6 Tips for Surviving Finals Week

That time is upon us. The time of year you long for and dread all at the same time. FINALS WEEK. It happens every semester whether you like it or not. I consider finals week to be one of the most stressful times of a student-athlete's life. I promise, there are few things once you're done with college that are stressful like finals week. And remember, this is coming from someone who went to college for 10 years (and has been done with school for awhile), so I've got some experience with this one! Given I've been (and helped student-athletes) through a few final exams, I thought it would be a good idea to throw some tips your way. 

1.  Know when your finals are scheduled.

It may seem like a very basic tip, but verify your final exam schedule as soon as possible. (You'd be surprised how many students I've worked with in the past 10 years that did NOT know their final exam schedule the week before finals...) Know how the schedule plays out so you can plan how you will study for all of them, especially if you have more than one final on the same day. If you have any conflicts (e.g., two are scheduled at the same time), talk to your professors ASAP! 

It's also important to know if your final exam is cumulative (over all material during the semester) or a regular exam (based on only a portion of the material, likely the material covered since your last exam). The type of test dictates how you will study for the exam.

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2. Make a study schedule.

Planning out your study schedule helps you figure out how you're going to study ALL of the information for ALL of the classes all at the same time. Be specific about what you will study and when. For example, if you're going to study Biology on Monday morning, your plan should look like this: from 9am to 11am I will read and take notes on Chapter 1 and 2 in my Biology textbook. This will help you determine just how much time you need to devote to all of your classes.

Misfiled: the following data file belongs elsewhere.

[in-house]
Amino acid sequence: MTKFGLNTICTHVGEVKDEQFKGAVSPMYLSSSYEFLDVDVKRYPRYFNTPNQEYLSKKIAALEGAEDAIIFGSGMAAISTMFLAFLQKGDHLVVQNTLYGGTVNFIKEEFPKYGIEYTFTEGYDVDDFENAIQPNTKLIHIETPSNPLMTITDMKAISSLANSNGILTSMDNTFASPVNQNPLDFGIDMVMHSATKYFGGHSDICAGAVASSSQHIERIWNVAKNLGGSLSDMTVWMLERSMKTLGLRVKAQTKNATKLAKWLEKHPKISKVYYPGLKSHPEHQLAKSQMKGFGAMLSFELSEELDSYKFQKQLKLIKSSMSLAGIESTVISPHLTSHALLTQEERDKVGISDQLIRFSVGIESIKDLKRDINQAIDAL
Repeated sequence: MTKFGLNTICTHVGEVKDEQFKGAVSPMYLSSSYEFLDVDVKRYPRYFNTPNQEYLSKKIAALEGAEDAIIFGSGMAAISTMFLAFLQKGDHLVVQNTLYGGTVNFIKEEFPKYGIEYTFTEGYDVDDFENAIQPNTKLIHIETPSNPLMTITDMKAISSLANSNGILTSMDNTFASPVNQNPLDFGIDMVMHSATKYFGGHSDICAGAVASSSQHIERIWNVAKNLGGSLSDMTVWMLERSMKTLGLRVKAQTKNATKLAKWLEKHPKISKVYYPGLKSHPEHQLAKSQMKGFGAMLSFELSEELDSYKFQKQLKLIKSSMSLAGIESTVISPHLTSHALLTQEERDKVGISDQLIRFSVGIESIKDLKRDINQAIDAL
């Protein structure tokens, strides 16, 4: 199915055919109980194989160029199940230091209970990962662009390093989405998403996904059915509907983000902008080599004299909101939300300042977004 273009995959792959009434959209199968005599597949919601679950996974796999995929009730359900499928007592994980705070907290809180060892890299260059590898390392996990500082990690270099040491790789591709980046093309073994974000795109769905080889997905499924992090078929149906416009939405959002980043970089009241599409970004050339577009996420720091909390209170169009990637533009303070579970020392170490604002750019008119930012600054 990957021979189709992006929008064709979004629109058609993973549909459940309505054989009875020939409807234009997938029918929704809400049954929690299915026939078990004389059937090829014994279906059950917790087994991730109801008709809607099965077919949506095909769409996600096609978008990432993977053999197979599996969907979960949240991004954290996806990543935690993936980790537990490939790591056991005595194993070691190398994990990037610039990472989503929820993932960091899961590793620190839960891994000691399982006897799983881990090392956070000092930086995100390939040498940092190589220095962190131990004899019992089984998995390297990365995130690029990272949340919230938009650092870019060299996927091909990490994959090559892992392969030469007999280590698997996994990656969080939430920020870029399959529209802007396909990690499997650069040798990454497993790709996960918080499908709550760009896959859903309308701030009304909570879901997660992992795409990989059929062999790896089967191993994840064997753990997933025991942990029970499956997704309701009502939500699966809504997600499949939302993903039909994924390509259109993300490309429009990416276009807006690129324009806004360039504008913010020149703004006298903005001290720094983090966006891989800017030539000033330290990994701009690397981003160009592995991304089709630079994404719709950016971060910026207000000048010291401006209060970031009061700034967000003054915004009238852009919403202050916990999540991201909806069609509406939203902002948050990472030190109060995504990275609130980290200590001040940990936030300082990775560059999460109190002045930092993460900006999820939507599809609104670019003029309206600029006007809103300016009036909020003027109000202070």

3. Keep a good mindset.

We know mindset plays a role in our experience of stress. This time of year I hear many student-athletes say "I'm gonna fail my final exam" or "I'm not gonna pass that class" when that's not entirely true (or helpful to think like that even if it might be true).

I'm not suggesting you'll thing overly positive thoughts like "I'm going to get a 100% on my final exam!" (unless you're COMPLETELY sure that's true). I'm suggesting you think more BALANCED thoughts. Thoughts like "I may not get an A in this class, but I'm going to do my best to get a B" or "I've studied to the best of my ability, and I'm going to do my best on my final exam." These types of thoughts help keep the stress in check (or at least don't make the stress worse). I also encourage you to not be SO chill you don't take your final exams seriously. Keep it balanced!

One other mindset tip is the "next play" mentality. This means once you're done with one exam, let it go and move onto the next exam. Much like the last play, you can't do anything about the exam you finished, so don't waste your time worrying about it. It's done. Use your energy to focus on the next exam so you can do your best (just like you'd focus on the next play).